Many decisions relating to the safety of botanicals are based on existing knowledge about impacts of exposure by referring to HSU data (usually from food/dietary exposures), rather than knowledge of the hazard properties of constituent ingredients—as is the case for synthetic ingredients. This is a challenge for companies trying to compare the safety of botanicals with synthetic ingredients. HSU could be applied for specified exposure routes and doses relevant to the use. For example, if an ingredient is a food product, history of safe use could be applied to oral toxicity hazard endpoints. If empirical data on the botanical material exists, it should be used for endpoints that it is applicable to; however, most botanical materials do not have traditional toxicology data. Any endpoints with data gaps could be supplemented with clear rationales on any additional constituent analysis and best practice rules on mixture assessment.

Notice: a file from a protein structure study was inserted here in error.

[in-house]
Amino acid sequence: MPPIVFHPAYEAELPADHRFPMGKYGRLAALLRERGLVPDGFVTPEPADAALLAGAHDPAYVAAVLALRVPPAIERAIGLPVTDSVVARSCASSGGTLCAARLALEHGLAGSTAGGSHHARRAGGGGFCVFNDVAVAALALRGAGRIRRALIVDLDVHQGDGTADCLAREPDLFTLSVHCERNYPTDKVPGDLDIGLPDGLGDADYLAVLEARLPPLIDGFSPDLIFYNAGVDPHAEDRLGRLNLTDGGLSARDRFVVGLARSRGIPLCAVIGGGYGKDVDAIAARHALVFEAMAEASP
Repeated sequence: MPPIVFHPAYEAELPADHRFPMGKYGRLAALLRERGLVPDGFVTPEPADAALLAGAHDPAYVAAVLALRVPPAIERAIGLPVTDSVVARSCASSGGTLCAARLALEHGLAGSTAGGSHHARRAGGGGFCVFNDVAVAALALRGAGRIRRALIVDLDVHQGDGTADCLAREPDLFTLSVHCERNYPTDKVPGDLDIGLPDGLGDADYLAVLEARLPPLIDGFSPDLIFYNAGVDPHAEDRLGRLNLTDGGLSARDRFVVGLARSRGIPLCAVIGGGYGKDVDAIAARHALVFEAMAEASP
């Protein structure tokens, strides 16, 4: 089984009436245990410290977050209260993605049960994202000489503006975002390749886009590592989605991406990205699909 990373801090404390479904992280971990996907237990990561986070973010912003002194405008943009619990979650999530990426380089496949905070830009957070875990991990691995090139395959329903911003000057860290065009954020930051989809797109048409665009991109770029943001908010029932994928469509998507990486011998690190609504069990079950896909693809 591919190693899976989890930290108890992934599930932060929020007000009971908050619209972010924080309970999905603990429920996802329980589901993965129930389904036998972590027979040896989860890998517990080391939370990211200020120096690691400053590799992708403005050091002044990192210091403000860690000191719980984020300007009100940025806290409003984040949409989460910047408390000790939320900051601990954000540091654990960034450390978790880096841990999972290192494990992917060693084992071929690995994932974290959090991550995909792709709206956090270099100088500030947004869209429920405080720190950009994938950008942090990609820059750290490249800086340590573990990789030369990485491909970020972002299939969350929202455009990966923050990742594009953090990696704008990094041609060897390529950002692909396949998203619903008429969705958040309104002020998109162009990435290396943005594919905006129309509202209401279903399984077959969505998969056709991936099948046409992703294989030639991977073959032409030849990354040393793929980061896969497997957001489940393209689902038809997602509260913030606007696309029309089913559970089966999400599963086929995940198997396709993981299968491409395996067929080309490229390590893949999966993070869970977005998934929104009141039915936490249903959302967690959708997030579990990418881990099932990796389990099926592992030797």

Customize thresholds for botanicals
A common threshold for traditional chemicals is 100 ppm, a concentration at which most hazard endpoints would not be classified via GHS regardless of the toxicity of the material. Some botanicals are phototoxic at 1 ppm—leading to the conclusion that hazards assessment of constituents need customized thresholds. Identifying and accounting for these constituents of concerns that have activity below 100 ppm will be critical to the assessment process. One approach would be to set safe use limits that would limit constituents of concern concentrations in the final formulation. Details like these will be explained in a summary accompanying the assessment.